Music, graphs, and hamiltonian cycles…

Today, I will comment a recent article which has been published in the Journal of Mathematics and Music:

  • Chordal and timbral morphologies using Hamiltonian cycles“, Akhmedov, A., Winter, M., Journal of Mathematics and Music, 8(1), 2014, pp. 1-24 (link).

I find this article quite amazing, as it gives very general results to very concrete problems in music. I’m actually going to cover only a part of this article, and I encourage you to to read the rest if you can access it.

The authors consider three main problems, among which the following one: suppose we are given n different instruments (i.e. n different voices) and k different notes. How to play these notes as chords ?
Well, it could be that one instrument would play all k notes, while the others remain silent. Or, you could spread all the k notes among the n instruments. We can easily encode the information of which instrument is playing which note, by considering a k-tuple (x_1, x_2, \ldots, x_k) where each x_i \in \{1,\ldots,n\} specifies which instrument plays the pitch i.

Now, consider two successive k-tuples. Fix an integer l such that l \leq k. This integer represents the number of pitches which are assigned the same instruments in both voicings.
For example, let’s take a set of three instruments (n=3), with two different pitches C and F (k=2), and let’s consider that only one pitch is assigned the same instrument between adjacent pairs of chords (l=1). We could thus have the following progression:


which would be represented by the succesive 2-tuples (1,2), (2,2), (2,3), and (1,3).

The question is now: given n, k, and l, is it possible to explore all possible k-tuples with the above mentionned constraints ? To solve this problem, Akhmedow and Winter resort to graph theory and the notions of Hamiltonian paths and Hamiltonian cycles.

Recall that, given a graph G, a hamiltonian path is a path in G which visits every vertex of G exactly once. In addition, a hamiltonian cycle is a hamiltonian path which returns to the original vertex. You may recall that we have seen examples of hamiltonian cycles when we were speaking about the Tonnetz in this post. However, the Tonnetz is constructed using group theory (more precisely, based on the group actions of the dihedral group D_{24} on the set of major and minor triads). Here, we don’t need group theory, just graph theory. This is why I like this article: quite simple, with very nice results.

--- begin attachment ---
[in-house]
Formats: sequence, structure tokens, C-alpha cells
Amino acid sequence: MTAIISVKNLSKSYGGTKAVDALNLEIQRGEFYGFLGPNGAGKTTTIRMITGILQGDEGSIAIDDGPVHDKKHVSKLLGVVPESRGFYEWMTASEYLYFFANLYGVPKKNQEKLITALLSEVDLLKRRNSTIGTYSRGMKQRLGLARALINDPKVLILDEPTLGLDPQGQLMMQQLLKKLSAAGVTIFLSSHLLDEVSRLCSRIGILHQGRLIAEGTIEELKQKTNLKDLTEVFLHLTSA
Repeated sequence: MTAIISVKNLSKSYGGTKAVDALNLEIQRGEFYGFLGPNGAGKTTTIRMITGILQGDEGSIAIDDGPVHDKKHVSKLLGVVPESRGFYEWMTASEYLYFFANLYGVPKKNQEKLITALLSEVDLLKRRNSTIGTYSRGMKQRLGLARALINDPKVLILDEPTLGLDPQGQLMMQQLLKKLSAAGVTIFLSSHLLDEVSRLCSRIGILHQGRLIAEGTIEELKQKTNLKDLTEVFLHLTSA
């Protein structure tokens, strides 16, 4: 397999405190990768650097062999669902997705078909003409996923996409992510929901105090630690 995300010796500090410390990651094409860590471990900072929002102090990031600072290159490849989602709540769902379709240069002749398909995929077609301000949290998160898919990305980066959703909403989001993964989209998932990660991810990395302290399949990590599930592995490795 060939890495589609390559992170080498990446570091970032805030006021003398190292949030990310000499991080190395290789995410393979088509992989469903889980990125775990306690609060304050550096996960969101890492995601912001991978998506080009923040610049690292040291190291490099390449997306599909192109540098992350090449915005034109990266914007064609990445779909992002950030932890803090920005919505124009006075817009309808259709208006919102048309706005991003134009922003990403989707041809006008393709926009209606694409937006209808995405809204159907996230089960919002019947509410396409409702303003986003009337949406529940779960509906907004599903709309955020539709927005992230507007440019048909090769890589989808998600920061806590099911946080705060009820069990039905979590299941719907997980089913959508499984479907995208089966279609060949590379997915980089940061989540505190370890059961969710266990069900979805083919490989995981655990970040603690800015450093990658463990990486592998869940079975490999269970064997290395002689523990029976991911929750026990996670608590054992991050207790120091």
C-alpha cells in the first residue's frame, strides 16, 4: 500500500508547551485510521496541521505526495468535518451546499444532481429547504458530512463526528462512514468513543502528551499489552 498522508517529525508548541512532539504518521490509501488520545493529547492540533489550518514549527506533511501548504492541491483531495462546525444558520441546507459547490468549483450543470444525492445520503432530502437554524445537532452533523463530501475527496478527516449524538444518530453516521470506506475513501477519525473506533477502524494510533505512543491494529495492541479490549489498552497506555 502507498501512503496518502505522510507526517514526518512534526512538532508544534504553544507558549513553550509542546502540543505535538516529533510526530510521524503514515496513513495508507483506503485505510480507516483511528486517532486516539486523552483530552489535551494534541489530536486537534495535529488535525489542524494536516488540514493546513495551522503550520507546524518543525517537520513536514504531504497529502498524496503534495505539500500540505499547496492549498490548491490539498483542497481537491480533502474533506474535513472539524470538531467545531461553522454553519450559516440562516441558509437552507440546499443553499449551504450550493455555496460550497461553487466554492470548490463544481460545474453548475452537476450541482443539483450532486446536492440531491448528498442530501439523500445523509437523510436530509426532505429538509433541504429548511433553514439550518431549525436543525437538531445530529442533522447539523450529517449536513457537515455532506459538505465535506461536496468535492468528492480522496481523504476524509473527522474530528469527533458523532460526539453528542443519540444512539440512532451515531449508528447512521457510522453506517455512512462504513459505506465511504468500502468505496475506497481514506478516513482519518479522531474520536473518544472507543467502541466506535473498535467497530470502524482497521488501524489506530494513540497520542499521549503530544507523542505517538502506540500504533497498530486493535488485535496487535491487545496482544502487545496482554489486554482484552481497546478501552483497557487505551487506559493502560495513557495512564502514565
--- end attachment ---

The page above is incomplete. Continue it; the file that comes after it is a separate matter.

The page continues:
So, Akhmedov and Winter first builds the timbral graph (after all, it’s all about exploring the same chord with timbral variations due to the change of instrumentation) T_{n,k,l}: its vertices are the k-tuples as defined above, and two tuples are connected by an edge iff x_i=x'_i for exactly l values of i \in \{1,\ldots,k\}.

For example, in my example above, with n=3, k=2, and l=1, here’s what the graph T_{3,2,1} looks like:



And now for the big theorem of Akhmedov and Winter :

Theorem: the graph T_{n,k,l} is hamiltonian (i.e. it has at least one hamiltonian cycle) for all n \geq 3, and k \geq l+1.

This means that, in most cases, you can actually explore all the combinations of chords ! For example, here’s in an hamiltonian cycle in T_{3,2,1}:



Akhmedov and Winter consider plenty of other graphs as well. For example

  • the graph of “chords of size k from n possible pitches where l pitches are assigned the same instrument in both chords of any adjacent pair“,
  • the graphs of “chords with 3 pitches from a set of n possible pitches where one pitch stays the same and the others move by a semitone in contrary motion between adjacent chords“,

for which they give theorems about the hamiltonicity of such graphs.

This article is truly a very nice example of a paper about mathematics and music. The results could very well be used to compose (although actually finding a hamiltonian cycle in a given graph is known to be a very difficult problem, more exactly a NP-complete problem). If you’re familiar with the work of Tom Johnson, I suspect this is the kind of music you could get. Or maybe something different…

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